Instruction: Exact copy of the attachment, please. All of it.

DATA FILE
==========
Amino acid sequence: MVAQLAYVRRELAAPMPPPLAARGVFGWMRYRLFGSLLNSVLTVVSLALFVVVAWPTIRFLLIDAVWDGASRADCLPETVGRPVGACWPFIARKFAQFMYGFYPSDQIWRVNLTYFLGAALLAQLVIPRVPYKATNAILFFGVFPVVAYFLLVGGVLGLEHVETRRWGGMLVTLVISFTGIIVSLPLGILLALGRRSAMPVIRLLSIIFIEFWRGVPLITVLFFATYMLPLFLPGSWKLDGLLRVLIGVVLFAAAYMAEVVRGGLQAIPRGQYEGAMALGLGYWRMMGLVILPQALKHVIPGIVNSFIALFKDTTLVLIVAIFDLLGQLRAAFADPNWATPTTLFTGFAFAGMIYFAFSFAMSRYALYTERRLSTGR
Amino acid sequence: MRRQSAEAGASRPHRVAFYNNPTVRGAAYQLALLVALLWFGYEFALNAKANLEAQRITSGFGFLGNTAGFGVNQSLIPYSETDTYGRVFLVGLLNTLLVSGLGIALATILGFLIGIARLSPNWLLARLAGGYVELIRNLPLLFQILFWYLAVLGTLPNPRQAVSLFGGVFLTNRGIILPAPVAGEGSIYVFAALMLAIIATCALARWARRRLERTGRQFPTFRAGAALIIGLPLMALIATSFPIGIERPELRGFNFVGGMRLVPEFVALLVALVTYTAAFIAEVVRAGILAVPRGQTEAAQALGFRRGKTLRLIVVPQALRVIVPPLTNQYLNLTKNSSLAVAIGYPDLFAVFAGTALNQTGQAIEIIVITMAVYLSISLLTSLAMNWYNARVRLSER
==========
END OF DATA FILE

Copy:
Amino acid sequence: MVAQLAYVRRELAAPMPPPLAARGVFGWMRYRLFGSLLNSVLTVVSLALFVVVAWPTIRFLLIDAVWDGASRADCLPETVGRPVGACWPFIARKFAQFMYGFYPSDQIWRVNLTYFLGAALLAQLVIPRVPYKATNAILFFGVFPVVAYFLLVGGVLGLEHVETRRWGGMLVTLVISFTGIIVSLPLGILLALGRRSAMPVIRLLSIIFIEFWRGVPLITVLFFATYMLPLFLPGSWKLDGLLRVLIGVVLFAAAYMAEVVRGGLQAIPRGQYEGAMALGLGYWRMMGLVILPQALKHVIPGIVNSFIALFKDTTLVLIVAIFDLLGQLRAAFADPNWATPTTLFTGFAFAGMIYFAFSFAMSRYALYTERRLSTGR
Amino acid sequence: MRRQSAEAGASRPHRVAFYNNPTVRGAAYQLALLVALLWFGYEFALNAKANLEAQRITSGFGFLGNTAGFGVNQSLIPYSETDTYGRVFLVGLLNTLLVSGLGIALATILGFLIGIARLSPNWLLARLAGGYVELIRNLPLLFQILFWYLAVLGTLPNPRQAVSLFGGVFLTNRGIILPAPVAGEGSIYVFAALMLAIIATCALARWARRRLERTGRQFPTFRAGAALIIGLPLMALIATSFPIGIERPELRGFNFVGGMRLVPEFVALLVALVTYTAAFIAEVVRAGILAVPRGQTEAAQALGFRRGKTLRLIVVPQALRVIVPPLTNQYLNLTKNSSLAVAIGYPDLFAVFAGTALNQTGQAIEIIVITMAVYLSISLLTSLAMNWYNARVRLSER